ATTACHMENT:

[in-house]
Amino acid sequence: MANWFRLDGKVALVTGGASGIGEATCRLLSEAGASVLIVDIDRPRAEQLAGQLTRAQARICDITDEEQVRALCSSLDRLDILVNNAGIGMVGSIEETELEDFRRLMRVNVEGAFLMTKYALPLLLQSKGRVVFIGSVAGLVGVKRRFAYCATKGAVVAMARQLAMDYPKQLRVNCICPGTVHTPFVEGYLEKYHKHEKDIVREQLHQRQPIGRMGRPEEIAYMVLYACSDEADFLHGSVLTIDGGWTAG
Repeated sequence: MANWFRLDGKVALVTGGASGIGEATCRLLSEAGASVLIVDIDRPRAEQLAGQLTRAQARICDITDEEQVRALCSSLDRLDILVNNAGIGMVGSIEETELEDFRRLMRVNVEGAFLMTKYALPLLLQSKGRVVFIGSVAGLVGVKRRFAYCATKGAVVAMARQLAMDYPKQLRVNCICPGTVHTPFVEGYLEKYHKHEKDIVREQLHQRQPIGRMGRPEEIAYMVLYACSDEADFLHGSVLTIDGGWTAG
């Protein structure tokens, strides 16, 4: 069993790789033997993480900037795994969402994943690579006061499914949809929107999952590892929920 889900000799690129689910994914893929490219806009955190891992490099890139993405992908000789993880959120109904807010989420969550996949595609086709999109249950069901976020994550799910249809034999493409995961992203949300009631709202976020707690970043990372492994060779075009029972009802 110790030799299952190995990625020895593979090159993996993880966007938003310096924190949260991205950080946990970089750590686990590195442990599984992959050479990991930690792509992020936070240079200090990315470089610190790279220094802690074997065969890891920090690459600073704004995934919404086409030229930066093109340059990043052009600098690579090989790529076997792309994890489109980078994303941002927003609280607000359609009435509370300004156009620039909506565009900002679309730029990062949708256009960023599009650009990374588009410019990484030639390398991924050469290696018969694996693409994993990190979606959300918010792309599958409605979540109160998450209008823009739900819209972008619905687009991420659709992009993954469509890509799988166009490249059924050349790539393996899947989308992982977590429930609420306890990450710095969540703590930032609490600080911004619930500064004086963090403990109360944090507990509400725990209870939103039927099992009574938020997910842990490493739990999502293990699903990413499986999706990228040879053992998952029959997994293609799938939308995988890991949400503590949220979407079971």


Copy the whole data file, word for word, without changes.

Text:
[in-house]
Amino acid sequence: MANWFRLDGKVALVTGGASGIGEATCRLLSEAGASVLIVDIDRPRAEQLAGQLTRAQARICDITDEEQVRALCSSLDRLDILVNNAGIGMVGSIEETELEDFRRLMRVNVEGAFLMTKYALPLLLQSKGRVVFIGSVAGLVGVKRRFAYCATKGAVVAMARQLAMDYPKQLRVNCICPGTVHTPFVEGYLEKYHKHEKDIVREQLHQRQPIGRMGRPEEIAYMVLYACSDEADFLHGSVLTIDGGWTAG
Repeated sequence: MANWFRLDGKVALVTGGASGIGEATCRLLSEAGASVLIVDIDRPRAEQLAGQLTRAQARICDITDEEQVRALCSSLDRLDILVNNAGIGMVGSIEETELEDFRRLMRVNVEGAFLMTKYALPLLLQSKGRVVFIGSVAGLVGVKRRFAYCATKGAVVAMARQLAMDYPKQLRVNCICPGTVHTPFVEGYLEKYHKHEKDIVREQLHQRQPIGRMGRPEEIAYMVLYACSDEADFLHGSVLTIDGGWTAG
């Protein structure tokens, strides 16, 4: 069993790789033997993480900037795994969402994943690579006061499914949809929107999952590892929920 889900000799690129689910994914893929490219806009955190891992490099890139993405992908000789993880959120109904807010989420969550996949595609086709999109249950069901976020994550799910249809034999493409995961992203949300009631709202976020707690970043990372492994060779075009029972009802 110790030799299952190995990625020895593979090159993996993880966007938003310096924190949260991205950080946990970089750590686990590195442990599984992959050479990991930690792509992020936070240079200090990315470089610190790279220094802690074997065969890891920090690459600073704004995934919404086409030229930066093109340059990043052009600098690579090989790529076997792309994890489109980078994303941002927003609280607000359609009435509370300004156009620039909506565009900002679309730029990062949708256009960023599009650009990374588009410019990484030639390398991924050469290696018969694996693409994993990190979606959300918010792309599958409605979540109160998450209008823009739900819209972008619905687009991420659709992009993954469509890509799988166009490249059924050349790539393996899947989308992982977590429930609420306890990450710095969540703590930032609490600080911004619930500064004086963090403990109360944090507990509400725990209870939103039927099992009574938020997910842990490493739990999502293990699903990413499986999706990228040879053992998952029959997994293609799938939308995988890991949400503590949220979407079971």